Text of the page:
I have always lived in a country that worked by the creed Emma Lazarus gave us to take in the “poor and huddled massess.” These days we do them no favors when even people who have lived here for years can’t get their immigration status changed to “citizen” because the system is so backed up. They can live here for twenty years and still be deported. This isn’t fair to these people. They have lives and families and they have been contributing members of our society. The old image of someone who “works the system” is not a correct one. There are too many powerful players who want to warp the system and hurt these people for their own gain. We can’t keep avoiding the issues that arise.
But decades have gone by and Congress has never even tried to sit down and come up with a system that works for a common humanity. That would be the greatest Christmas present we could receive as a nation.
Remember when the popular Christmas songs were “All I want for Christmas is my two front teeth” and a personal favorite, “Rocking around the Christmas tree.” Those times seem innocent and frankly naive when dealing with the human scars of the past couple of years. Many people are in great pain and the things we thought were lasting and true have failed to keep up with the disasters around us. And perhaps we expect too much from our institutions — government, politics, education, medicine, et. al. Human forms are in the long run without real substance and we cannot “fix” them or expect someone else to “fix it” for us.
Humanity has a long history of failures which run parallel to the good things around us, but the truly good things have nothing to do with the things of this world. Human reason is a wonderful gift we have been given. Looking at the world as it is and not how we want it to be. And for all its faults, it is not a bad place. There are still billions of people who love — love each other individually, love the world as it is, love Creation and the wonders of this planet and all life. There are still billions of people of all colors and cultures who do not see the world in quite the same way as I do, but I know they understand me as a human being and want to reach out and share what is good in their lives.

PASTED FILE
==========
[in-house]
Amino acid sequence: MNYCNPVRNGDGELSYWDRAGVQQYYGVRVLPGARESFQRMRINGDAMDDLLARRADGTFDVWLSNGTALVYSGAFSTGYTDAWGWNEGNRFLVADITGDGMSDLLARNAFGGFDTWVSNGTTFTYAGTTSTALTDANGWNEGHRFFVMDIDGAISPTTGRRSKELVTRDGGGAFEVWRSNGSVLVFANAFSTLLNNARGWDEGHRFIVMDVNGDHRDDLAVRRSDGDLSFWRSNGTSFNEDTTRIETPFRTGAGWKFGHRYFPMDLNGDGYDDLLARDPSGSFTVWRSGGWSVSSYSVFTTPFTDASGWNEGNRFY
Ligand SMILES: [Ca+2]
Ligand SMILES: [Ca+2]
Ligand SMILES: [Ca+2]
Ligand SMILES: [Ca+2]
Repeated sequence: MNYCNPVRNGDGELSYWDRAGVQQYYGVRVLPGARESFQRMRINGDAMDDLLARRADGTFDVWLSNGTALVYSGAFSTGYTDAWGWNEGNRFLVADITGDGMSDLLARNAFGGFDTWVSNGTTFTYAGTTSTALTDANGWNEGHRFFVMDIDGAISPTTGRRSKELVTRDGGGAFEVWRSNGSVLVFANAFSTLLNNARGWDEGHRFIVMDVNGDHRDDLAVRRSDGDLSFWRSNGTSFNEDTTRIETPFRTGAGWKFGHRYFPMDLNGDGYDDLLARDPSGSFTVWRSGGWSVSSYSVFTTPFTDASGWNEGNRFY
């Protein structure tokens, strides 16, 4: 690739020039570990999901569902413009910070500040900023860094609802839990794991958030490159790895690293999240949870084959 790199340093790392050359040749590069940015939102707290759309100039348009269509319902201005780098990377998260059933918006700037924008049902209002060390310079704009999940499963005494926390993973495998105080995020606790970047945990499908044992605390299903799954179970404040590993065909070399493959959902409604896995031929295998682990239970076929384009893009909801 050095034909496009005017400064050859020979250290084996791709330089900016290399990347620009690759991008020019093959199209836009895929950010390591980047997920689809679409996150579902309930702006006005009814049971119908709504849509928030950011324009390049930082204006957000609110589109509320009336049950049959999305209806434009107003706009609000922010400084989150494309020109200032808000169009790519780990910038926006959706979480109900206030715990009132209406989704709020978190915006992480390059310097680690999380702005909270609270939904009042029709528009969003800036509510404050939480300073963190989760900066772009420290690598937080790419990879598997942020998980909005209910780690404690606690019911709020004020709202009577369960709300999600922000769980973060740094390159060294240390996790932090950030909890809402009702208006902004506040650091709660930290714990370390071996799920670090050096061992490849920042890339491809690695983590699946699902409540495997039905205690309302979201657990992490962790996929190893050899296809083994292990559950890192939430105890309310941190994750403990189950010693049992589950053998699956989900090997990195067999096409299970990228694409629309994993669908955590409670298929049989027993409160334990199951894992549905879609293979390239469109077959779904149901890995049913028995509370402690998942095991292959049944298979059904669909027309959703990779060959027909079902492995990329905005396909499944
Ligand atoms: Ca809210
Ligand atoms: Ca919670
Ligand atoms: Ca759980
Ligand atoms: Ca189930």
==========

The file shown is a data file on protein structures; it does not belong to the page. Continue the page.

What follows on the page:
Perhaps the last couple of years have pushed us into seeing this Planet and all who inhabit it in new and challenging ways. Maybe at last there is an opportunity to create a new society where one is not identified by color, culture and gender but simply by the fact we are a human being. I want people to see me and not judge me by outward signs. We all deserve the right to live out our lives without fear of persecution simply because we do not conform to those around us.
There is an avalanche of fear and hatred in the world retold by lies about what is right and good in someone else’s vision. The rise of totalitarian governments have gained strength because people are afraid. There are those who speak to that fear, enlarge upon it and attempt to gain control by using it to attack people of lesser power.
A common humanity is what we need to recognize throughout the world. We are one and we must not allow the fanatics to divide us. We need each other. It is not about wealth or power. It is about loving and caring for your neighbor. God saw the need of the world was great and so God came to pitch his tent among us, to become our neighbor, to teach us what it means to love and care for each other. God grant that 2022 may find each of us occupying a small place in that tent of God’s love.
I don’t imagine many people know the words to the New England Thanksgiving song, “Over the river and through the woods to Grandmother’s house we go.” It is an old song and speaks to a more traditional time when Thanksgiving was all about pilgrims and Native Indians and a huge turkey that had given its life for the holidays. Nowadays that song doesn’t fit our traditions and especially one like Thanksgiving, the understanding of which has almost disappeared. Thanksgiving is a secular holiday established by President Abraham Lincoln to give thanks for the Union victory at the Battle of Gettysburg, a decisive victory that led to the Union Army finally winning the Civil War in 1865.
If the meal is served with everyone sitting around the table, there may come that uncomfortable moment when someone says, “Let’s everyone tell what we are thankful for today.” And everyone’s mind starts to fly around trying to find something that doesn’t sound too naive or vague to say.